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Locked Out

Unemployment and Homelessness in the Covid Economy

January 11, 2021 / By Daniel Flaming, Anthony W. Orlando, Patrick Burns and Seth Pickens
Underwriter: Economic Roundtable
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COVID-driven loss of jobs and employment income will cause the number of homeless workers to increase each year through 2023. Without large-scale, government employment programs the Pandemic Recession is projected to cause twice as much homelessness as the 2008 Great Recession.

The Economic Roundtable used data from the 2008 Great Recession to estimate the linkage between job loss and homelessness and forecast the amount and type of pandemic-driven homelessness in Los Angeles, California and the United States.

Ten percent of recession-caused unemployment in Los Angeles from the 2008 Great Recession was linked to subsequent homelessness of some type among working-age adults. Those lacking shelter include: homeless on the streets, shelter residents and couch surfers. Homelessness lagged unemployment at the beginning of the 2008 recession but continued to grow rapidly for three years after the official end of the recession.

Disconnection from work is a degenerative dynamic – less work, less earnings, less stable living conditions, and further disconnection from work. It is not total job loss but rather loss at the margins of the labor market that is the primary cause of economically-driven homelessness.

The epicenter of job destruction and unemployment in the Pandemic Recession lies in restaurants, retail stores, restaurants and bars, personal services, social services, and education. These are the largest employers of low-wage workers, who often are precariously housed even in a growing economy.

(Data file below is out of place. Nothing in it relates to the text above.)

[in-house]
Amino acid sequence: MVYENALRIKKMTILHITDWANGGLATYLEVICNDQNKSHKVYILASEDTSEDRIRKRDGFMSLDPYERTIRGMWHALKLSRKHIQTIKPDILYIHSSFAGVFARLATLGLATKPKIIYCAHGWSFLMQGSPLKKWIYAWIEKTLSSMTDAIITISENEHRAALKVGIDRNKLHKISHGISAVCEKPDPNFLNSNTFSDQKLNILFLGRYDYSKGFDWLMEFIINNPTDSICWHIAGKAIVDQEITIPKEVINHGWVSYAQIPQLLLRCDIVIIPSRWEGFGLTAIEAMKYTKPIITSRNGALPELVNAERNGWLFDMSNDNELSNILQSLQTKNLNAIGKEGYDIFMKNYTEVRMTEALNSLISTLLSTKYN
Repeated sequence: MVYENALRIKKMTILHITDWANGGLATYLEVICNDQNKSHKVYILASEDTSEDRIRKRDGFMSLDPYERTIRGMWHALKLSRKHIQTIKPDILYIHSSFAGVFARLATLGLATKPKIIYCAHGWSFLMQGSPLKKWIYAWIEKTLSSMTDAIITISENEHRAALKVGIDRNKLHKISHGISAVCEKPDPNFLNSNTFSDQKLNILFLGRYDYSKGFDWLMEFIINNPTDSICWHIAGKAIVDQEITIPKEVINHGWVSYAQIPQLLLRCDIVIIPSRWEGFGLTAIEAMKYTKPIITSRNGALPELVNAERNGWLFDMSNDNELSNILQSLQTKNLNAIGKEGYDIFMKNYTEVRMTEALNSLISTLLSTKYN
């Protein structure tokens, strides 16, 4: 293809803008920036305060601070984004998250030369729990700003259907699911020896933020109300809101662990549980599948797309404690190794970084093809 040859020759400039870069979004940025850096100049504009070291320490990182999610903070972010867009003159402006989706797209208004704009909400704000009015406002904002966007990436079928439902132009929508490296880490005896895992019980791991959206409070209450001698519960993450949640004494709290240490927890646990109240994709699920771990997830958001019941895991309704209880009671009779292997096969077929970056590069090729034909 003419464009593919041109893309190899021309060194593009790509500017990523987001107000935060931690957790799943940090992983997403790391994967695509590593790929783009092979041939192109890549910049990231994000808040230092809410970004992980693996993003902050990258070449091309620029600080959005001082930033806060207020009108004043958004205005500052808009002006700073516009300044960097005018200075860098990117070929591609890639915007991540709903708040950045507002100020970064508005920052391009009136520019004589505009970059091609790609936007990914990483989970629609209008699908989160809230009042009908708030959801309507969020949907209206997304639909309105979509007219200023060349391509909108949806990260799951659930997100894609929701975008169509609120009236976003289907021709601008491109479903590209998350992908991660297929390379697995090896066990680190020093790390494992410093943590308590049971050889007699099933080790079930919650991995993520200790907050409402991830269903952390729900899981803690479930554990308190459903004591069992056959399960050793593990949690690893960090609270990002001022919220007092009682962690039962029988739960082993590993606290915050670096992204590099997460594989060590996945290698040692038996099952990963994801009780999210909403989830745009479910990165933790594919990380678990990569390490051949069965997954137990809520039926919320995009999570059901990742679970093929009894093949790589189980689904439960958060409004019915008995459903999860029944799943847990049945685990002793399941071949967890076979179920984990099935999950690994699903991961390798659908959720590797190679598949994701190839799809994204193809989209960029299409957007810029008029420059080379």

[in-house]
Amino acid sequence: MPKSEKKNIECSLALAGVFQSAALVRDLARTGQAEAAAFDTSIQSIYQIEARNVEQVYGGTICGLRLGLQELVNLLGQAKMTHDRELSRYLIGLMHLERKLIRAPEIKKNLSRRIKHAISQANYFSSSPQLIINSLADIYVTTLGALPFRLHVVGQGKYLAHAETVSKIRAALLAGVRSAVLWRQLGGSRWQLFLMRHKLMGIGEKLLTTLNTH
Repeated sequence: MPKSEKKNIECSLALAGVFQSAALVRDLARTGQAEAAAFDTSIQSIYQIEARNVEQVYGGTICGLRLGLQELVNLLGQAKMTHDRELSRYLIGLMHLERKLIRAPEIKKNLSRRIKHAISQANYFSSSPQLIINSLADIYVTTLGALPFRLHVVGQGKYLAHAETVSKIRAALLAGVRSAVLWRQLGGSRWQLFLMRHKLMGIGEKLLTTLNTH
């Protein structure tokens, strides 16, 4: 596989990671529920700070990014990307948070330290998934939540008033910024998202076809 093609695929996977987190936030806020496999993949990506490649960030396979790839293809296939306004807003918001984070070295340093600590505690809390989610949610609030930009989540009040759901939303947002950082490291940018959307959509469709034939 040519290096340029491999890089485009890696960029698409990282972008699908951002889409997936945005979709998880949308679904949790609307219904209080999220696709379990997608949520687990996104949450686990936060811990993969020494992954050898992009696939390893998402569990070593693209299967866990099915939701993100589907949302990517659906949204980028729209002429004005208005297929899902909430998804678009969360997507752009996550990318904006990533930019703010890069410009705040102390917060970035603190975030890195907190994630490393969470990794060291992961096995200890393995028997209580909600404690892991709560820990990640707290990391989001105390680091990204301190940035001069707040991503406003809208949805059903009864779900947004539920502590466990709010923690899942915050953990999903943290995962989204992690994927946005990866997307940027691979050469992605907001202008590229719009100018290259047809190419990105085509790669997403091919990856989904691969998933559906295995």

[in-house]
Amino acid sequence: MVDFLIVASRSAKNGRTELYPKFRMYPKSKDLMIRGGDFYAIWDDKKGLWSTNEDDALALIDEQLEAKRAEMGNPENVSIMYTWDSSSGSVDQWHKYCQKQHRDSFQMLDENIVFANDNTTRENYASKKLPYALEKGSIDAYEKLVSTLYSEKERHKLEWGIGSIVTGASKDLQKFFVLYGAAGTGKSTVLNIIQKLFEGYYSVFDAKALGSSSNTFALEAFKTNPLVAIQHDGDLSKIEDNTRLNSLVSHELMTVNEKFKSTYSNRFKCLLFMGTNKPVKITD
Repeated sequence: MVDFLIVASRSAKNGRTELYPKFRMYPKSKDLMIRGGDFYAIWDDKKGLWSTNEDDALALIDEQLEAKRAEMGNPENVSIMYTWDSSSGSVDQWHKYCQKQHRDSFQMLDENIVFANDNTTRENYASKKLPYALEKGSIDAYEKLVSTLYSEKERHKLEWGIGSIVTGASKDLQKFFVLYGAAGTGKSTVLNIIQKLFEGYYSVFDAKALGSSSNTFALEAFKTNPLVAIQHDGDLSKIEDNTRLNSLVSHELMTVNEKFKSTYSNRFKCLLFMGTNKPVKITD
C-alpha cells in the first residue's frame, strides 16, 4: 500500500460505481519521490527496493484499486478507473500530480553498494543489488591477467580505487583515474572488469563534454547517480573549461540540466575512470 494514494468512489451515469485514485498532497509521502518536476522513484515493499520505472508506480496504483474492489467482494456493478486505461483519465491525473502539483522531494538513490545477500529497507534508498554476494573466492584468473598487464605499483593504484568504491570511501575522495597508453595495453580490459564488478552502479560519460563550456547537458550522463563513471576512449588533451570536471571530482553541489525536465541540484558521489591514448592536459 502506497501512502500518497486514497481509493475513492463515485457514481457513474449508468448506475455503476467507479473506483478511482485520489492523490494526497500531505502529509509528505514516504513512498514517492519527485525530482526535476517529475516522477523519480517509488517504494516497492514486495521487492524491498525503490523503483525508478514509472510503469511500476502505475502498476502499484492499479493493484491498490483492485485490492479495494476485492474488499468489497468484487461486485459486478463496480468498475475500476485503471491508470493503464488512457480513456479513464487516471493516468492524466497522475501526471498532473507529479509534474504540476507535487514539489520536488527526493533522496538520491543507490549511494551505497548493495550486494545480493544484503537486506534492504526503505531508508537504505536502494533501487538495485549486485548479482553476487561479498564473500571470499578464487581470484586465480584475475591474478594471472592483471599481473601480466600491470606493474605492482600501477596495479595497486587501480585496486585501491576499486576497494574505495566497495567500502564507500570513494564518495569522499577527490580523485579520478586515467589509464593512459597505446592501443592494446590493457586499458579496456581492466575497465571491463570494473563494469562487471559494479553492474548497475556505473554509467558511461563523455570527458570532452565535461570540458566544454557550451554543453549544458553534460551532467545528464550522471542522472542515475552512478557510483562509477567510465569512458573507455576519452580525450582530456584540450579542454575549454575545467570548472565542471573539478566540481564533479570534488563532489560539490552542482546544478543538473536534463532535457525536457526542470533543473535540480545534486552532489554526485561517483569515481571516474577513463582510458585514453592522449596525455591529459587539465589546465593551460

Over the next four years the current Pandemic Recession is projected to cause chronic homelessness to increase 49 percent in the United States, 68 percent in California and 86 percent in Los Angeles County.

Homelessness among working-age adults caused by the current recession is projected to peak in 2023, adding 603,000 working-age adults to those already without a place of their own to sleep in the United States. California is projected to be home to 131,400 of those additional homeless adults, with 52,300 in Los Angeles County swelling current homeless numbers.

Most homelessness from the Pandemic Recession is projected to be in the form of couch surfing – 85 percent in the United States, 73 percent in California and 64 percent in Los Angeles County. These different rates result from different propensities to produce homelessness and different mixes in the types of homelessness in different parts of the United States.

People are likely to fend off homelessness as long as possible by foregoing other expenses, relinquishing assets and going into debt in order to remain housed. However, without money to pay for rent or the help of family and friends, it is likely that individuals will be evicted and lack a place of their own to sleep. Thus the total number of homeless will continue to grow even after the recession ends.

The one-fifth of American workers who face the highest risk of long-term unemployment and homelessness earn less than the poverty threshold. Most hold part-time, low-wage jobs, including some workers who are still working but homeless.

Workers with the greatest risk of long-term unemployment and homelessness include African Americans, Latinos, young adults 18 to 24 years of age, women, and those with less than a four-year college degree.

The odds of homelessness at any income level are twice as high for Latinos as they are for European Americans, and three times higher for African Americans. Because incomes skew lower for African Americans and Latinos than for European Americans, their risks are compounded. This reflects social hazards experienced by African Americans and Latinos including bias, discrimination and barriers in employment, housing, education, and the justice system.